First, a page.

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What are the RTA's?
Free trade areas, customs unions, common markets and economic unions.
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RTA's: what are free trade areas?
Member countries reduce or abolish restrictions on trade with each other while mentaining thier measures against non-members.
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RTA's: What are customer unions?
As well as freeing trade among members, a common external tariff is established to protect the group from imports from any non-members.
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RTA's: What are common markets?
Free movement of factors of production as well as products within the designated area.
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RTA's: What are economic unions?
National economic polocies are also harmonised among member states within the common market.
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What are the four classification schemes?
CIA world factbook, international monetary fund (IMF), The world bank and the organisational for economiccooperation and development (OECD).
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define the CIA World Factbook?
The US CIA produces a compendium of international economic and political data and info.
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Define the International Monetary Fund?
The IMF is a intergovernmental organisation of 189 countries that seek to promote financial stability, international trade, employment, economic growth and poverty reduction amongst its members.
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IMF: what are the two major groups?
Advanced economies and emerging and developing economies.
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How many advanced countries does the IMF recognise?
36 economies.
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How many emerging and developing countries does the IMF recognise?
153 economies.
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what are the emerging and developing countries?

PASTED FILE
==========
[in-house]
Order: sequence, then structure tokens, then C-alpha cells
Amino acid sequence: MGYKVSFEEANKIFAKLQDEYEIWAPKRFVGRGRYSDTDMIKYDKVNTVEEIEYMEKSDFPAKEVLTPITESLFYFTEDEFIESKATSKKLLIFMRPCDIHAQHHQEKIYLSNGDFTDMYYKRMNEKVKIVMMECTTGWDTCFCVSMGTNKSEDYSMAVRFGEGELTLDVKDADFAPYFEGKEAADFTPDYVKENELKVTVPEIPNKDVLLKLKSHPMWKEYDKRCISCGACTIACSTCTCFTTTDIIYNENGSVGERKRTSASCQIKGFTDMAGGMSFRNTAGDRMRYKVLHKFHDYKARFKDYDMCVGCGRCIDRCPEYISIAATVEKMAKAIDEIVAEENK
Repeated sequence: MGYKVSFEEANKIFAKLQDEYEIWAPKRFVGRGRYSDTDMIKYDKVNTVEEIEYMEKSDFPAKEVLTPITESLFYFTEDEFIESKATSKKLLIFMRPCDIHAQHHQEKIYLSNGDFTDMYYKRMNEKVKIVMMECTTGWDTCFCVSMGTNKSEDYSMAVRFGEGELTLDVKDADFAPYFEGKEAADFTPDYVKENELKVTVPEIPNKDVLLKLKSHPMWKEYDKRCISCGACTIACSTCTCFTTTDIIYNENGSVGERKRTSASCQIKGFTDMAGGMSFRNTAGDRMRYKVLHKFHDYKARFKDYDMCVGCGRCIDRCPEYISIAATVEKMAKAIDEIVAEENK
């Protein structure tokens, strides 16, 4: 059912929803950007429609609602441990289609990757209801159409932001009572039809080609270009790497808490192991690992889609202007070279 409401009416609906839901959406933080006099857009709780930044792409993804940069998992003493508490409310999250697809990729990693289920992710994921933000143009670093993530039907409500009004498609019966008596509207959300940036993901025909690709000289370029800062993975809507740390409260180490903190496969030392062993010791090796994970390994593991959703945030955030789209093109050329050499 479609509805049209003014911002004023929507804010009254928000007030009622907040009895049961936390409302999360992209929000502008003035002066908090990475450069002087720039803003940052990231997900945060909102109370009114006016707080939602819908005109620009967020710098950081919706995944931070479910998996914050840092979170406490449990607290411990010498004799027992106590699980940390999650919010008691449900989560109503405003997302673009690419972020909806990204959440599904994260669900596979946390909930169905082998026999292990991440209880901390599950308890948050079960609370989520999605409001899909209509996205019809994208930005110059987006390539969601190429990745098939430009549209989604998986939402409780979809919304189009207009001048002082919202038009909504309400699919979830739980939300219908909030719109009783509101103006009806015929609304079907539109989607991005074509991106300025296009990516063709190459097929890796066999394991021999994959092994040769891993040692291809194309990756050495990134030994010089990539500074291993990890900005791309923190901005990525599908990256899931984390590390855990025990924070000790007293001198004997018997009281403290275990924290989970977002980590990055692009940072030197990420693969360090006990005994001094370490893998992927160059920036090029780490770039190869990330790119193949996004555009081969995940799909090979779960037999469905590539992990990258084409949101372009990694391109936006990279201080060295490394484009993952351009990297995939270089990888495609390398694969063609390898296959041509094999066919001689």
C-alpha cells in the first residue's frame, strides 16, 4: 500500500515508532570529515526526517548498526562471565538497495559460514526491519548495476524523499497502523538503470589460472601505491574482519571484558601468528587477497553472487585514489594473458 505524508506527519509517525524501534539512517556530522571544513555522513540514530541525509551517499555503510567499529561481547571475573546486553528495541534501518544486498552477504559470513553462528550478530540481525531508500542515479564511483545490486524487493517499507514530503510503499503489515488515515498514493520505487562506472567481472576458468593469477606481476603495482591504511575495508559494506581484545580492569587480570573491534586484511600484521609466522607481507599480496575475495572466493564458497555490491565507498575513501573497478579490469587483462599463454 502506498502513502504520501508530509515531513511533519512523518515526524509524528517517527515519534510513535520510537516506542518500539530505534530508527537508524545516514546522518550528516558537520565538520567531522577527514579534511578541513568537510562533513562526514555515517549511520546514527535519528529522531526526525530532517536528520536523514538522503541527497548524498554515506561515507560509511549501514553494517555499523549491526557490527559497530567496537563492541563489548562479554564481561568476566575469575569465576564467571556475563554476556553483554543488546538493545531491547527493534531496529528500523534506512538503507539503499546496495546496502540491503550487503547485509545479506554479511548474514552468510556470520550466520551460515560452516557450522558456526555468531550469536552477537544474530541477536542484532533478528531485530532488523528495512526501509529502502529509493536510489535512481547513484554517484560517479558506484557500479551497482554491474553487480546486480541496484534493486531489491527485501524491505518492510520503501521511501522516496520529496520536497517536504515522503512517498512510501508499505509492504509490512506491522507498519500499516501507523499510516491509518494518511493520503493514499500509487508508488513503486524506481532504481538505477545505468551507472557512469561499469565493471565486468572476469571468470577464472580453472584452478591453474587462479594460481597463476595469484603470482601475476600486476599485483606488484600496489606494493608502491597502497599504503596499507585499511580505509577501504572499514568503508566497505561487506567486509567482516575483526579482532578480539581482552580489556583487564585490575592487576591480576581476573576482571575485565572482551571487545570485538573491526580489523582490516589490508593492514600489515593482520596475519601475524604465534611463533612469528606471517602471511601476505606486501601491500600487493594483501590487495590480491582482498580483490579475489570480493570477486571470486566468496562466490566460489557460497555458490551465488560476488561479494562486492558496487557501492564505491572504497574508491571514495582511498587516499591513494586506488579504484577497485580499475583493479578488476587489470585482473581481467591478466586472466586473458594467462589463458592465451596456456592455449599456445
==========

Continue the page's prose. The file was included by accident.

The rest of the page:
Central + eastern Europe (CEE) 14 economies, Commonwealth 13 economies, Asia 27 economies, Latin America + Caribbean (LAC) 32 economies, Middle east + North Africa (MENA) 20 economies and Africa 44 economies.
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Define the World Bank?
The World Bank is an international financial institution which lends capital to less advanced countries, mainly to alleviate poverty.
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How many members does the world bank have>
187 members and recognises 215 economies.
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What is the World Bank's main criterion for classifying economies?
Gross national income (GNI) per capita.
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What is GNI?
it measures the income generated by total domestic production and the international production activities of domestic companies (such as rents, profits, royalties and fees generated form abroad).
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Define the organisation for economic co-operation and development?
is a international economic organisation of 34 countries to stimulate economic progress and world trade.
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What is a transition economy?
A country changing from a centrally-planned economy to a free market economy.
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Member countries?
BRIC, BRICSA, BRICM, BRICK, CIVETS and BEM
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What is a political system?
institutions, organisations, and interest groups along with the political norms and rules that govern the activities of political actors.
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Define the Democratic political system?
Governed by the people/
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Define the Totalitarian political system?
Absolute control exercised by one person or political party.
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Define the Theocratic political system?
governed according to religious principals.
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Define a Monarchy?
Government in which the office of head of state is usually held until death of abdication.
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Define Institutional theory?
The legal rules, laws and policies of enforcement, and norms of behaviour (customs and traditions) established by a society to constrain and shape human interactions.
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Why do institutions matter?